4. Fundraising and Support for Women's Health

Is there good news on the way for women's health? While slightly lower in 2022 than in 2021, women's health fundraising has been trending upward since the pandemic. This bodes well for the possibility of more developments like the test that assesses a woman's preeclampsia risk long before symptoms occur.


What Women (Actually) Want

At the beginning of 2023, CES (the world's largest tech fair) hosted an expert panel on the future of "femtech" and the opportunities and challenges facing women's healthcare. Members of the all-women panel stressed the importance of:

  • providing healthcare solutions that are unique to women, not just piggybacking off of men's health frameworks

  • increasing women's access to sophisticated healthcare services, including digital solutions

  • reducing stigma around women's reproductive health, menopause, and prescription medication

  • addressing women's health holistically and across the entire lifecycle, not just in terms of pregnancy and prenatal care

5. Can You Keep a Secret? Addressing Privacy and Ethical Concerns

Now for the other side of the coin: with rapidly developing technological capability comes the ever-growing debate over its responsible use. There's a delicate balance between data sharing for beneficial medical purposes and patients' right to privacy. That balance gets more confusing by the day as the average American voluntarily shares unprecedented amounts of personal health information across multiple apps and trackers.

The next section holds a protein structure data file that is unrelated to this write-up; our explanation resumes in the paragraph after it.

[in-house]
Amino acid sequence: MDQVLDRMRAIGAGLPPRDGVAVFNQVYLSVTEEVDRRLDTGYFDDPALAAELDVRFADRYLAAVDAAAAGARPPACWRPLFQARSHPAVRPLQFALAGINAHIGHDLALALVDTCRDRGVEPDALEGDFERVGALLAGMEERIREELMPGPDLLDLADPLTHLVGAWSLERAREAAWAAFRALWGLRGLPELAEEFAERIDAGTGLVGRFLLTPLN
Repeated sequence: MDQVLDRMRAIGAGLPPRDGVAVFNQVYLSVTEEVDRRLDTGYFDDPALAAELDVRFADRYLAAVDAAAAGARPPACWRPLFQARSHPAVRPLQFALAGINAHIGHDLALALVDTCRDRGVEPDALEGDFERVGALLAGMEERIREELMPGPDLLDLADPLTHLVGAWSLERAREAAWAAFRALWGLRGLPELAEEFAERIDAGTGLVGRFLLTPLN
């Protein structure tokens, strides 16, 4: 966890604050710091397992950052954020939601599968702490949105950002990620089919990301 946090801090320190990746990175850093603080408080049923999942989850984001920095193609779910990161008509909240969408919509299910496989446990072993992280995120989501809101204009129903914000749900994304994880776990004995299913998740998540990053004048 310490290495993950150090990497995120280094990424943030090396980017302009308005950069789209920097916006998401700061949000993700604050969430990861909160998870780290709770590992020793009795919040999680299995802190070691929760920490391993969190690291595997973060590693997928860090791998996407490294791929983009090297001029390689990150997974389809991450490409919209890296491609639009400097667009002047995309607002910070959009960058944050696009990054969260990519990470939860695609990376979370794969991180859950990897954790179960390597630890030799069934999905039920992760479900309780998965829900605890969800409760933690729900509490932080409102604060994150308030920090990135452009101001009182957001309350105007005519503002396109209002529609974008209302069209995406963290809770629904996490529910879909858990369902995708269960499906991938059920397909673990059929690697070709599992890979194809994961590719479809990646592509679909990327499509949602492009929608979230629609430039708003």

Cybersecurity is also a growing concern as more patient interactions and communications occur online. Healthcare providers investing in telemedicine must also invest in cybersecurity infrastructure and patient education on protecting their medical information.


AI in Medicine: How Far is Too Far?

In the realm of bioethics, concerns are mounting over using ChatGPT and other AI tools in patient care. For instance, an experiment involving AI-powered emotional support ran headlong into controversy. The problem arose not because the AI-influenced patient communications were of poor quality. On the contrary, the communications co-written by the chatbot GPT-3 received higher ratings than strictly human-generated responses.


So what was the problem? That came when the patients discovered that they'd been receiving AI-augmented emotional support, creating an issue of informed consent, among other ethical concerns. "Simulated empathy feels weird, empty," admitted Koko co-founder Robert Morris, who conducted the experiment.


Health Tech's Ever-Expanding Footprint

Here are some clips from CES, the world's largest technology fair.

CES stands for the Consumer Electronics Show, but over the years, the fair's focus has inevitably expanded into how technology can help solve some of society's most significant challenges, including healthcare.


This critical coupling of health and technology will be a recurring and likely more prominent theme in 2023 and beyond. From unprecedented AI breakthroughs to handy gadgets that help grandma stay active, we'll see the evidence of health tech developments in everything we touch.